A God By Any Other Name

What is the power that resides in a name? Is it true that a rose by any other name would smell as sweet? Why do I gain power over you if I discover that your name is ‘Rumpelstiltskin,’?

The ancient Babylonian creation epic, Enuma Elish, begins before the beginning of things:

When on high the heaven had not been named,
Firm ground below had not been called by name…
None of the gods had been brought into being,
And none bore a name, and no destinies determined…

Even the gods require birth-through-naming.

In the Genesis story of creation, God begins to create by naming, finally making Adam a partner in creation by allowing him to name all of the creatures. According to one rabbinic legend (click here for legend), the proud Creator shows off Adam’s capacity to call a rose, a rose—an ability that the jealous angels do not possess. In an even greater demonstration before the angels, God invites the human to name God. Rabbinic legend joins the Babylonian epic. God is created; creatively named into the world according to past experience, according to future hopes.

In Jewish tradition, to know the Name of God is to have a certain powerful intimacy that must be handled carefully: Know the Name, but do not pronounce it. Notwithstanding the inheritance of a single divine name cherished by a single people, each of us names God into the world through our own personal experiences, needs and hopes. Each of us has a God with many names.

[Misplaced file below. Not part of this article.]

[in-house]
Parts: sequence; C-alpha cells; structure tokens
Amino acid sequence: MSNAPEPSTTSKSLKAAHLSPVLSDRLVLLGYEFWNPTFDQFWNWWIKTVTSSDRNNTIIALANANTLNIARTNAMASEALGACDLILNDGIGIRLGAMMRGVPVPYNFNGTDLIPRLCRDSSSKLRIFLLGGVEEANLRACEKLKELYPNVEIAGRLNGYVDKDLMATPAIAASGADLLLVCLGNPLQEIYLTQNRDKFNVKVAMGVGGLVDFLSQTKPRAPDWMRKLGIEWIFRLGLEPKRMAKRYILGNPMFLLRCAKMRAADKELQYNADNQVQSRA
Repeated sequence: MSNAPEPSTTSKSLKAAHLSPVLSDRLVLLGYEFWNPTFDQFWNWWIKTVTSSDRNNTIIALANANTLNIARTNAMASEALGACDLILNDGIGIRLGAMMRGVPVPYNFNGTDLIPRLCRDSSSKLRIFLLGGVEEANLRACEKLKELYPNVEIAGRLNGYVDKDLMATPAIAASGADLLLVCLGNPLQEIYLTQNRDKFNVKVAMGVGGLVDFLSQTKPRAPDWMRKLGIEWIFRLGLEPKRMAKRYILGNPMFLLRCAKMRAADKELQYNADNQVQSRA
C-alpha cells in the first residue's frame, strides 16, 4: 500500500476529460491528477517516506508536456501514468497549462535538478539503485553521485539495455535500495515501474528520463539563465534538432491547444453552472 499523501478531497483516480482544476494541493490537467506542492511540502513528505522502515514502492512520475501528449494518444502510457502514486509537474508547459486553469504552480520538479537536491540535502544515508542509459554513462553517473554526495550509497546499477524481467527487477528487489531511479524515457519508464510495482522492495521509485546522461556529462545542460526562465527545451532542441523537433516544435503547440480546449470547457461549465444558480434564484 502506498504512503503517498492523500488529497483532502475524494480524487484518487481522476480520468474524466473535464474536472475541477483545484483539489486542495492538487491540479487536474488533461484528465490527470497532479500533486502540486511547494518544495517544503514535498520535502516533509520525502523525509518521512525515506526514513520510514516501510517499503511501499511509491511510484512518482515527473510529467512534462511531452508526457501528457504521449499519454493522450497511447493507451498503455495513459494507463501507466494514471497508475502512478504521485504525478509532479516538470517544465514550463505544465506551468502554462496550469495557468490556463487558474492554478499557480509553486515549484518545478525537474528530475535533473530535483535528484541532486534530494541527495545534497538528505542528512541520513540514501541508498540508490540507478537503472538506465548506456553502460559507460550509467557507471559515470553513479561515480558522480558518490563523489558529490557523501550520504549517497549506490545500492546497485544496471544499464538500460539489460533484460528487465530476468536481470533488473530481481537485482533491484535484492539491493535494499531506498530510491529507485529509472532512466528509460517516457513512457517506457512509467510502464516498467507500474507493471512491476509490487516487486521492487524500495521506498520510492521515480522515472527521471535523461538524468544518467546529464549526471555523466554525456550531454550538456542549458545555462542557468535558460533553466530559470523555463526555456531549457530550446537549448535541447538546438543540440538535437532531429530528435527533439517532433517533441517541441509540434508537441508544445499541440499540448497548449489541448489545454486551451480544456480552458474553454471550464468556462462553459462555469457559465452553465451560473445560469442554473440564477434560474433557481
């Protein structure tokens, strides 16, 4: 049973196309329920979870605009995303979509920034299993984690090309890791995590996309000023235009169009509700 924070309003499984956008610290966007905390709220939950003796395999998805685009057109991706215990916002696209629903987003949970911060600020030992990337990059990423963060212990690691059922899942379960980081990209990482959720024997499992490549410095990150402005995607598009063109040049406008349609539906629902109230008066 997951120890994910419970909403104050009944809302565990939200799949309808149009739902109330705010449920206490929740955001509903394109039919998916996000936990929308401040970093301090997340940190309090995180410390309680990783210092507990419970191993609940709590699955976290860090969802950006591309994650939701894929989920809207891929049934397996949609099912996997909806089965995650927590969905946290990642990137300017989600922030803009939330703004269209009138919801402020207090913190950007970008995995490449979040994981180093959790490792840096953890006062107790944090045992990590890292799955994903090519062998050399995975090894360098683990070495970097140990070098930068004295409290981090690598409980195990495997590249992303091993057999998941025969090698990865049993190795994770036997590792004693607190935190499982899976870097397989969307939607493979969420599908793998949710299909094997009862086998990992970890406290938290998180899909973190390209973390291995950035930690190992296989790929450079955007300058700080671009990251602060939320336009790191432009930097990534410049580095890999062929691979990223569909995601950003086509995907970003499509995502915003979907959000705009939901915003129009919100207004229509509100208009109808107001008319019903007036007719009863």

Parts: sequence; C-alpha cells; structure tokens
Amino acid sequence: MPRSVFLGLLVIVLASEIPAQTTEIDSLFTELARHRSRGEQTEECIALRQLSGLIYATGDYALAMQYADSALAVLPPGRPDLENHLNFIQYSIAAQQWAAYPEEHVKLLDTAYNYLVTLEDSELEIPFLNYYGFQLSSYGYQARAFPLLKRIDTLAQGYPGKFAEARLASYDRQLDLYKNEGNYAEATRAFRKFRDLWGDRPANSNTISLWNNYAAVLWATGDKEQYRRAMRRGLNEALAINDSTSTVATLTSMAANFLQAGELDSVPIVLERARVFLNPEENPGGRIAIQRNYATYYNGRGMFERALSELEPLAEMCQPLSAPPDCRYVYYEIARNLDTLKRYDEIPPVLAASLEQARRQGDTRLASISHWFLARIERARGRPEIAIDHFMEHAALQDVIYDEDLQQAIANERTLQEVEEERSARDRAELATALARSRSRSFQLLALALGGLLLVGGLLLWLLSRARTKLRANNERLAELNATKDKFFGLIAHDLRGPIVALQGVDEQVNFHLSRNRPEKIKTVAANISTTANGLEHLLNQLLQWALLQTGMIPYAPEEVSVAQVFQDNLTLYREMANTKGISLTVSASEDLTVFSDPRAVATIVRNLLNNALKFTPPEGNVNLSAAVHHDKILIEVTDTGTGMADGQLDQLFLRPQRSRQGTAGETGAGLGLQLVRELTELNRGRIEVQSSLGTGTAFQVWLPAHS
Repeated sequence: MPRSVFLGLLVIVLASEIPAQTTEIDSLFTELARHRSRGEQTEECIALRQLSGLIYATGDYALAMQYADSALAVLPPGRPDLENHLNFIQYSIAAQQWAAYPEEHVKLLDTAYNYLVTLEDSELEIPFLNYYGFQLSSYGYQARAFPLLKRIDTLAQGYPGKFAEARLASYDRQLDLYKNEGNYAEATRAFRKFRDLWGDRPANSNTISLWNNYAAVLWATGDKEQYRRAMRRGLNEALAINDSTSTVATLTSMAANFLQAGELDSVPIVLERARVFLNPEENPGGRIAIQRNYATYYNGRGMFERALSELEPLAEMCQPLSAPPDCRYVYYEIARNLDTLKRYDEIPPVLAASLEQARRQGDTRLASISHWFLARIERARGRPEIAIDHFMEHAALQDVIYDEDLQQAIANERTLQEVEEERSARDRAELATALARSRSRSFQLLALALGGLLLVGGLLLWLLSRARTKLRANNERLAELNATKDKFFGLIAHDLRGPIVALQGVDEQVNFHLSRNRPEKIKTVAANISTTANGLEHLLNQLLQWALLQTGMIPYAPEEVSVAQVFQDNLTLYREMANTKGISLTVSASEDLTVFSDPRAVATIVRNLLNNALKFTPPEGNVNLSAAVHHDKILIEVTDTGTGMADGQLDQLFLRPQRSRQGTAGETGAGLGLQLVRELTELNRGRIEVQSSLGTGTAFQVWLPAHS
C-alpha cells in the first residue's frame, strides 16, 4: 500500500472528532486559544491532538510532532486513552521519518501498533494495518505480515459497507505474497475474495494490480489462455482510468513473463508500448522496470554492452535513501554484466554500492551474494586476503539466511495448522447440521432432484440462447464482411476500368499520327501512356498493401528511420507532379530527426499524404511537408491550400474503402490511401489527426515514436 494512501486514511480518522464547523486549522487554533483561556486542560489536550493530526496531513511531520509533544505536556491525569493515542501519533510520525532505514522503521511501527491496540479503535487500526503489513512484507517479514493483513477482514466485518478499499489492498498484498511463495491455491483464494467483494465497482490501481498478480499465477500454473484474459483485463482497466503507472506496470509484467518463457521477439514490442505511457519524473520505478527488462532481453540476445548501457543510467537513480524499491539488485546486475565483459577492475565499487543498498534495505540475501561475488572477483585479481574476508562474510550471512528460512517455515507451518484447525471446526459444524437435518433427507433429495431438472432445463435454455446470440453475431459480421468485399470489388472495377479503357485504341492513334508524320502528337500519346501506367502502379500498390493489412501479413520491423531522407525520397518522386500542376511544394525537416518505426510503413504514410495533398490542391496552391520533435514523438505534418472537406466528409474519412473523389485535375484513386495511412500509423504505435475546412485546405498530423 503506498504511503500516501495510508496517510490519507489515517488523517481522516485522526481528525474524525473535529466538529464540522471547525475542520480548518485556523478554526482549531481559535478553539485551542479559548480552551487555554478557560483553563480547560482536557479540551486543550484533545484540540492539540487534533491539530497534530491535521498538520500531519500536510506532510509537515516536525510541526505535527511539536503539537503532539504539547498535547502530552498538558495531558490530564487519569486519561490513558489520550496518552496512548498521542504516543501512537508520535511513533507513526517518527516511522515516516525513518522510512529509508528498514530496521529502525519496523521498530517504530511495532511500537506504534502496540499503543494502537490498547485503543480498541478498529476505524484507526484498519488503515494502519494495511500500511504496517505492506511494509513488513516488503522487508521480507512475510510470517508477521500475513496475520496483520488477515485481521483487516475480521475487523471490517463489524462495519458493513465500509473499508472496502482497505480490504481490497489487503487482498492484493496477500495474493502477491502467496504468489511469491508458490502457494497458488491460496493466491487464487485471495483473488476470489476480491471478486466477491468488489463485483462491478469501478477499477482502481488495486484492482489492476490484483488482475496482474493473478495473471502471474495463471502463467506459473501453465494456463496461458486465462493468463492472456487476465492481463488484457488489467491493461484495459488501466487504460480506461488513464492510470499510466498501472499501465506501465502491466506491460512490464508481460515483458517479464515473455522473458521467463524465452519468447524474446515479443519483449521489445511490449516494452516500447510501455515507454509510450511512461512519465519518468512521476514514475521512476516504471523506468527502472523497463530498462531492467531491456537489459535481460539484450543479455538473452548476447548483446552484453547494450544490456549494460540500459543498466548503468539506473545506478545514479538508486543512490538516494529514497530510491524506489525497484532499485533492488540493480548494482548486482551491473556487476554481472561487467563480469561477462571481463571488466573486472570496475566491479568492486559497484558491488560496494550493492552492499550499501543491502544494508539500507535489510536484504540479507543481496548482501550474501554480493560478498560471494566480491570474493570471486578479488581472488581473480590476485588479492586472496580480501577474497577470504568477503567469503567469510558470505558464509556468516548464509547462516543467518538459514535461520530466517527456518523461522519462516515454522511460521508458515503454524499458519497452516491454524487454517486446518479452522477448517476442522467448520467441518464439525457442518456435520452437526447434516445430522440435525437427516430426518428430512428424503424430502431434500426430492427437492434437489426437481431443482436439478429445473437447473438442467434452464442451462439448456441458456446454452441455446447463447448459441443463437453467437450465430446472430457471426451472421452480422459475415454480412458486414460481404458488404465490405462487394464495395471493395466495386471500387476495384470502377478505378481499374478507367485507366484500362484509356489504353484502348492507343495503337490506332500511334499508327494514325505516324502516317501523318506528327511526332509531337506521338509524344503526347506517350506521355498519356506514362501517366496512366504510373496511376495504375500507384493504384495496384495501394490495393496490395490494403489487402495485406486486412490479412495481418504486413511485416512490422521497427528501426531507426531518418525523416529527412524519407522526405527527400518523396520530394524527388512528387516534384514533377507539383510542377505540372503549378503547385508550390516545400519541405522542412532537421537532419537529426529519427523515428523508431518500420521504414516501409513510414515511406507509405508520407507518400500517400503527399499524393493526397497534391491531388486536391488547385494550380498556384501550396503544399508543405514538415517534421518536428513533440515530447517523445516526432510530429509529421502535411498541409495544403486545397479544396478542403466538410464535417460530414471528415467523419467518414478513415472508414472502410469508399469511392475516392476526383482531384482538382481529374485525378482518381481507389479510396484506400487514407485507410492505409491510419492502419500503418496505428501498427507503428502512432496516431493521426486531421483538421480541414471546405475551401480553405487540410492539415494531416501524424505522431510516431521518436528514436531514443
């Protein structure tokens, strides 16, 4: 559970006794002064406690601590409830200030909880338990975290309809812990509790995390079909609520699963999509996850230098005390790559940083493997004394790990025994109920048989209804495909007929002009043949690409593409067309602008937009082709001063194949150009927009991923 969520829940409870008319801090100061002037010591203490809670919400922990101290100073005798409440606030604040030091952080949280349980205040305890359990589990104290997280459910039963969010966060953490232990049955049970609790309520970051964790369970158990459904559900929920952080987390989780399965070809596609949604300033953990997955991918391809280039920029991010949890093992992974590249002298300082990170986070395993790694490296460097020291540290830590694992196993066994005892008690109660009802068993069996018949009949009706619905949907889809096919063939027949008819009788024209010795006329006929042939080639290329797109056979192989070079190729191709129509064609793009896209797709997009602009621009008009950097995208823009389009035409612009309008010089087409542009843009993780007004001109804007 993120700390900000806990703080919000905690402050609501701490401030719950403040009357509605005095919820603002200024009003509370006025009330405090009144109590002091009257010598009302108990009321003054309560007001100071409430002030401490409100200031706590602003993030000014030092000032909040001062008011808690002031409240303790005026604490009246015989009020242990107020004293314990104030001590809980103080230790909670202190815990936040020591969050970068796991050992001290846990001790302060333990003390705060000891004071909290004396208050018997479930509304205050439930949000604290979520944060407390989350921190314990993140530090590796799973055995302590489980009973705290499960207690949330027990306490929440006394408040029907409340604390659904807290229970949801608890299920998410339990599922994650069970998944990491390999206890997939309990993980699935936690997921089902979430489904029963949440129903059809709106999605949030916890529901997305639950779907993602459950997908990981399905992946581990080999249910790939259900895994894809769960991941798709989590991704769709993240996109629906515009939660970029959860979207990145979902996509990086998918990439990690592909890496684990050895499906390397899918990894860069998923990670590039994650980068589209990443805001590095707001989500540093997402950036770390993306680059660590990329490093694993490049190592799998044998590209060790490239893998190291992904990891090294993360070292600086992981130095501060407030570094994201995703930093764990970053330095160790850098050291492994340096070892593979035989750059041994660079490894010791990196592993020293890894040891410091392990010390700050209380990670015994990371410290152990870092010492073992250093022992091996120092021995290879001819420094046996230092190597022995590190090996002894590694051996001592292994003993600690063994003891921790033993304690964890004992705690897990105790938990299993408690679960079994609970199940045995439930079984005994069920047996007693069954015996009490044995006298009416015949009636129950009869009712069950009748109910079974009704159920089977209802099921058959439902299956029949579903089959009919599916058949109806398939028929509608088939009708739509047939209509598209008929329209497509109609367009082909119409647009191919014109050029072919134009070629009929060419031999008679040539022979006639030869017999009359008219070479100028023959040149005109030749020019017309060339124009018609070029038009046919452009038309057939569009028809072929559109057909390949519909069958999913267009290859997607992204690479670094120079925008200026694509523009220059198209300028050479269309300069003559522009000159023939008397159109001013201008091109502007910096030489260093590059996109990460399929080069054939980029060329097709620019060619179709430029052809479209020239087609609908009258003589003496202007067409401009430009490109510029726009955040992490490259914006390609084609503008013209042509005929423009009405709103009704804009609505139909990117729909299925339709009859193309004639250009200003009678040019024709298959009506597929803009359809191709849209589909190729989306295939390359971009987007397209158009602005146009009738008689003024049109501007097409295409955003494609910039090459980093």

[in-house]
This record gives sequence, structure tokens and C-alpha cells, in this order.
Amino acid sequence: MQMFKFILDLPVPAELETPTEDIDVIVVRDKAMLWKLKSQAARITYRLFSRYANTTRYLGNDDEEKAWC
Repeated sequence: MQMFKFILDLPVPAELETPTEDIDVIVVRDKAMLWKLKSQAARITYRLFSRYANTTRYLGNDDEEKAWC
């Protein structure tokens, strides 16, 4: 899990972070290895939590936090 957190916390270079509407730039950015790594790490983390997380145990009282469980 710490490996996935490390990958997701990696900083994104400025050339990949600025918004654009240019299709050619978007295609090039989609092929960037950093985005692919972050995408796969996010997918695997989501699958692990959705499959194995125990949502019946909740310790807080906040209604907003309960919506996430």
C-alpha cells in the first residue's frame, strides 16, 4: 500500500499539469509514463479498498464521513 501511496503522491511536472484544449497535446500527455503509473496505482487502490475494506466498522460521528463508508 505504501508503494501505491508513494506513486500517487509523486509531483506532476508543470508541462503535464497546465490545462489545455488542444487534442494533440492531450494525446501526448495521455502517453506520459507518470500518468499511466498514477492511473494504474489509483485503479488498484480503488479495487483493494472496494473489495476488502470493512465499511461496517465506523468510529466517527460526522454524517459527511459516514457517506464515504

The Israeli poet, Rivka Miriam, spreads out the names of her God (click here for poem in Hebrew and English):

I spread out my God’s names before me
On the cold floor of my room.
The name by which I called him when his spirit breathed in me.
And the name by which I called him when I was a girl.
The name by which I called him when I was given to a man.
And the name by which I called him when again permitted to all.
The name by which I called him when my parents were a roof to me. And the name when I had no ceiling.
The name by which I called him that I might fear him. And the name that I called him so that I would not be afraid.
The name by which I called him so that he would remember me. And the name so that he would not remember.
In the heat of the day I will prostrate myself
On the cold floor of my room.

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